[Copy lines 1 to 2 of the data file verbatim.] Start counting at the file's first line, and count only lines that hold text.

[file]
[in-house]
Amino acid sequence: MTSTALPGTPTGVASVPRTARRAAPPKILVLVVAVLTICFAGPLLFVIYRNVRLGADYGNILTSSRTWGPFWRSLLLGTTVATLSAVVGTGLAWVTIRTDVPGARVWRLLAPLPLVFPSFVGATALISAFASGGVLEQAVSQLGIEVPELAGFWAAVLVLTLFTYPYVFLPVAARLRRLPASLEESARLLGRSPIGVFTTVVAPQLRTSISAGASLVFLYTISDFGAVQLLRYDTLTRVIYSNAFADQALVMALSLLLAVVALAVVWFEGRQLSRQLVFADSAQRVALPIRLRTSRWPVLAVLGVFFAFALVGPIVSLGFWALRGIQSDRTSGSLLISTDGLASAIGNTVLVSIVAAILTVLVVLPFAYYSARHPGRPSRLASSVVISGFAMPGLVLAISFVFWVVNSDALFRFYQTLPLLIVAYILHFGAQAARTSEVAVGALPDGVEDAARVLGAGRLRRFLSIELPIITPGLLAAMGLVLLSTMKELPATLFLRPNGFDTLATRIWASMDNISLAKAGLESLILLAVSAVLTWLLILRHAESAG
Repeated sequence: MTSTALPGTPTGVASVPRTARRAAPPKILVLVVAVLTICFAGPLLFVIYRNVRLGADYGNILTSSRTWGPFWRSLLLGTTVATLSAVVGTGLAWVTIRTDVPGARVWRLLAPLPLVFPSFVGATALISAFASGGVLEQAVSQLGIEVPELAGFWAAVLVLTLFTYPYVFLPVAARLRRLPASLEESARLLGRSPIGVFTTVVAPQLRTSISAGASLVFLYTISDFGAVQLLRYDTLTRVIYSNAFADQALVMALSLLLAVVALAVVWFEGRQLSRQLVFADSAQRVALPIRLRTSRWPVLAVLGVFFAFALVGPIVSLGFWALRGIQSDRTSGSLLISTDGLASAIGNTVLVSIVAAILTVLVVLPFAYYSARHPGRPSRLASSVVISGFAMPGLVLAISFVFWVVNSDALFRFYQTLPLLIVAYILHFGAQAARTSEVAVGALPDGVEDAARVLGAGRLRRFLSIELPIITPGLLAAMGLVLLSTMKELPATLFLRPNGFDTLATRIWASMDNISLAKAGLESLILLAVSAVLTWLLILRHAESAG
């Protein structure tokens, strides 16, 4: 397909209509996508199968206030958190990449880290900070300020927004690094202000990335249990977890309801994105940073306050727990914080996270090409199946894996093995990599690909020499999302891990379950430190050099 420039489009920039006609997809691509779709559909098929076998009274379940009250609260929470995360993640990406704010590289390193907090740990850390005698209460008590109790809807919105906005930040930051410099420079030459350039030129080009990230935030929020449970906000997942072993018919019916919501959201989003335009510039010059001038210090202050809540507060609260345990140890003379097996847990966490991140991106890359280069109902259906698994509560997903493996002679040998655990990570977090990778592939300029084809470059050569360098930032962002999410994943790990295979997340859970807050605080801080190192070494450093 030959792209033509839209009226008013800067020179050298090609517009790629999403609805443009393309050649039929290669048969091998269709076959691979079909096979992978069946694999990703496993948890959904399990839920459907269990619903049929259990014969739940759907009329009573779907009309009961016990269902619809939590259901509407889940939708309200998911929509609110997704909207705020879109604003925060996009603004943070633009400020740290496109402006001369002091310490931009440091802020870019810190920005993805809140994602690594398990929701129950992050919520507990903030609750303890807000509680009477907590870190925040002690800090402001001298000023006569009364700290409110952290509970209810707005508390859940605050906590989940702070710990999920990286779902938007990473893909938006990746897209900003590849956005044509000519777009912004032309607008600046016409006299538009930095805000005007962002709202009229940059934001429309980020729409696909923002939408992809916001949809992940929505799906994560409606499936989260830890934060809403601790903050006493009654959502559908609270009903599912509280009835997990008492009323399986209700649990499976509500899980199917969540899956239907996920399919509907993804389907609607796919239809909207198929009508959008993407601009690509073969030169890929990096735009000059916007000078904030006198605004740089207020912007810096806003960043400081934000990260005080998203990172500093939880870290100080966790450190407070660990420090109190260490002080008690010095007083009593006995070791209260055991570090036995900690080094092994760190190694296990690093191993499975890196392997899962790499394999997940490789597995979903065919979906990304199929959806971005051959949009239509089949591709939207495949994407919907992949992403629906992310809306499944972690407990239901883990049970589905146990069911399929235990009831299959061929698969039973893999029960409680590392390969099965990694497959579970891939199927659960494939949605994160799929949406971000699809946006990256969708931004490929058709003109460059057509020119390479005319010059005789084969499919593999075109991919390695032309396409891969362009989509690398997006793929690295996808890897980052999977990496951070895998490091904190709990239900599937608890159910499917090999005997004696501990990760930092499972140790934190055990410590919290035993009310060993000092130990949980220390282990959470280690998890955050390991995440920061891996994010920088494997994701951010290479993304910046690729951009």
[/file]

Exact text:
[in-house]
Amino acid sequence: MTSTALPGTPTGVASVPRTARRAAPPKILVLVVAVLTICFAGPLLFVIYRNVRLGADYGNILTSSRTWGPFWRSLLLGTTVATLSAVVGTGLAWVTIRTDVPGARVWRLLAPLPLVFPSFVGATALISAFASGGVLEQAVSQLGIEVPELAGFWAAVLVLTLFTYPYVFLPVAARLRRLPASLEESARLLGRSPIGVFTTVVAPQLRTSISAGASLVFLYTISDFGAVQLLRYDTLTRVIYSNAFADQALVMALSLLLAVVALAVVWFEGRQLSRQLVFADSAQRVALPIRLRTSRWPVLAVLGVFFAFALVGPIVSLGFWALRGIQSDRTSGSLLISTDGLASAIGNTVLVSIVAAILTVLVVLPFAYYSARHPGRPSRLASSVVISGFAMPGLVLAISFVFWVVNSDALFRFYQTLPLLIVAYILHFGAQAARTSEVAVGALPDGVEDAARVLGAGRLRRFLSIELPIITPGLLAAMGLVLLSTMKELPATLFLRPNGFDTLATRIWASMDNISLAKAGLESLILLAVSAVLTWLLILRHAESAG